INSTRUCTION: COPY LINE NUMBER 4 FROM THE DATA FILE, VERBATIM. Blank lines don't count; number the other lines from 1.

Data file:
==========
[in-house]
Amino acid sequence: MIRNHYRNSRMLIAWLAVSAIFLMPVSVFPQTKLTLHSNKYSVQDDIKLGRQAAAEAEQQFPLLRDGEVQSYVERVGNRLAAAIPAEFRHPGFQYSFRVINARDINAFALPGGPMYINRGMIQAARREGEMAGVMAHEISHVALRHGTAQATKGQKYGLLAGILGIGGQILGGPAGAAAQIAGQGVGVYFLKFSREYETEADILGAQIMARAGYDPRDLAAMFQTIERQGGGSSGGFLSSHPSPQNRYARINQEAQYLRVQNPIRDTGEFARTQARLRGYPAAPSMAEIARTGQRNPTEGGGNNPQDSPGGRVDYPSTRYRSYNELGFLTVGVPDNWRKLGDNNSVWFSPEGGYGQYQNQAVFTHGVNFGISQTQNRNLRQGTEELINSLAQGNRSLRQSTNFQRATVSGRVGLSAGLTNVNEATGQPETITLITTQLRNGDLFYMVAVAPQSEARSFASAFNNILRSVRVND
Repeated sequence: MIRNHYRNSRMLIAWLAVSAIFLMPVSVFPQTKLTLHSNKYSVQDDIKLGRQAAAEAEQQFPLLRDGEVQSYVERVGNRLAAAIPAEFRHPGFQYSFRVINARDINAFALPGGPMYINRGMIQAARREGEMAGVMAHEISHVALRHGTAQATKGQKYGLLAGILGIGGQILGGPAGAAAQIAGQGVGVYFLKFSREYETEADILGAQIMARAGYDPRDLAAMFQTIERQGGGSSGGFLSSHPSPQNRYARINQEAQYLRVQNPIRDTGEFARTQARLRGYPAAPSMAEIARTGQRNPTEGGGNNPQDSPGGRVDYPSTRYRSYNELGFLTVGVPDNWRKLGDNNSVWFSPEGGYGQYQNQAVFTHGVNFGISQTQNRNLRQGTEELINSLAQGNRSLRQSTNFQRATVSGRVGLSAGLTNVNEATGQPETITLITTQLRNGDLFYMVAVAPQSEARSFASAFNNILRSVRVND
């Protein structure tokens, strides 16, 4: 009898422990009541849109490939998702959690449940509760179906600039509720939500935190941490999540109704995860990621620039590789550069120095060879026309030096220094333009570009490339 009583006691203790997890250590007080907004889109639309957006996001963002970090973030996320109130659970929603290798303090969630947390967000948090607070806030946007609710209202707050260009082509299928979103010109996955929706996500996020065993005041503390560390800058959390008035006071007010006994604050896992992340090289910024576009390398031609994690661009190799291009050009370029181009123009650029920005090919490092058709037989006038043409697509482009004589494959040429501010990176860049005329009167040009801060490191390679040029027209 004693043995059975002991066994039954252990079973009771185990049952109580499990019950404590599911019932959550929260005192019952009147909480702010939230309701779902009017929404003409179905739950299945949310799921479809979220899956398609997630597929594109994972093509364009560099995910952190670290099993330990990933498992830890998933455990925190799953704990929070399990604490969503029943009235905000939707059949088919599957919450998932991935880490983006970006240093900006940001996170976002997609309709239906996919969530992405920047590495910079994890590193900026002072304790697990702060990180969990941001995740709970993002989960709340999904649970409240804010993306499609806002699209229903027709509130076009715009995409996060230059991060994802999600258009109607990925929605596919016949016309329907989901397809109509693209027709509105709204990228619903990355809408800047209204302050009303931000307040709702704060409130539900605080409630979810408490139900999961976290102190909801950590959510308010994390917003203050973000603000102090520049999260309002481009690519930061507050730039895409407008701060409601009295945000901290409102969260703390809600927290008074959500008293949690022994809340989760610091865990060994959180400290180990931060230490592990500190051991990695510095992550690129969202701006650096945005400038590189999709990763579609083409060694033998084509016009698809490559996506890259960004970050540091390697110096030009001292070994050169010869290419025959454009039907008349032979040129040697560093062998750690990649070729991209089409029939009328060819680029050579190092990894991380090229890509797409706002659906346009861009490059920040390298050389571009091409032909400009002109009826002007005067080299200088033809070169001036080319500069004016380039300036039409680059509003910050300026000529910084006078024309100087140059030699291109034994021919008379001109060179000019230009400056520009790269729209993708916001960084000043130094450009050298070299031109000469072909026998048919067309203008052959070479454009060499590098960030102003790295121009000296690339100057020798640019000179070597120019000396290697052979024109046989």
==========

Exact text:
């Protein structure tokens, strides 16, 4: 009898422990009541849109490939998702959690449940509760179906600039509720939500935190941490999540109704995860990621620039590789550069120095060879026309030096220094333009570009490339 009583006691203790997890250590007080907004889109639309957006996001963002970090973030996320109130659970929603290798303090969630947390967000948090607070806030946007609710209202707050260009082509299928979103010109996955929706996500996020065993005041503390560390800058959390008035006071007010006994604050896992992340090289910024576009390398031609994690661009190799291009050009370029181009123009650029920005090919490092058709037989006038043409697509482009004589494959040429501010990176860049005329009167040009801060490191390679040029027209 004693043995059975002991066994039954252990079973009771185990049952109580499990019950404590599911019932959550929260005192019952009147909480702010939230309701779902009017929404003409179905739950299945949310799921479809979220899956398609997630597929594109994972093509364009560099995910952190670290099993330990990933498992830890998933455990925190799953704990929070399990604490969503029943009235905000939707059949088919599957919450998932991935880490983006970006240093900006940001996170976002997609309709239906996919969530992405920047590495910079994890590193900026002072304790697990702060990180969990941001995740709970993002989960709340999904649970409240804010993306499609806002699209229903027709509130076009715009995409996060230059991060994802999600258009109607990925929605596919016949016309329907989901397809109509693209027709509105709204990228619903990355809408800047209204302050009303931000307040709702704060409130539900605080409630979810408490139900999961976290102190909801950590959510308010994390917003203050973000603000102090520049999260309002481009690519930061507050730039895409407008701060409601009295945000901290409102969260703390809600927290008074959500008293949690022994809340989760610091865990060994959180400290180990931060230490592990500190051991990695510095992550690129969202701006650096945005400038590189999709990763579609083409060694033998084509016009698809490559996506890259960004970050540091390697110096030009001292070994050169010869290419025959454009039907008349032979040129040697560093062998750690990649070729991209089409029939009328060819680029050579190092990894991380090229890509797409706002659906346009861009490059920040390298050389571009091409032909400009002109009826002007005067080299200088033809070169001036080319500069004016380039300036039409680059509003910050300026000529910084006078024309100087140059030699291109034994021919008379001109060179000019230009400056520009790269729209993708916001960084000043130094450009050298070299031109000469072909026998048919067309203008052959070479454009060499590098960030102003790295121009000296690339100057020798640019000179070597120019000396290697052979024109046989």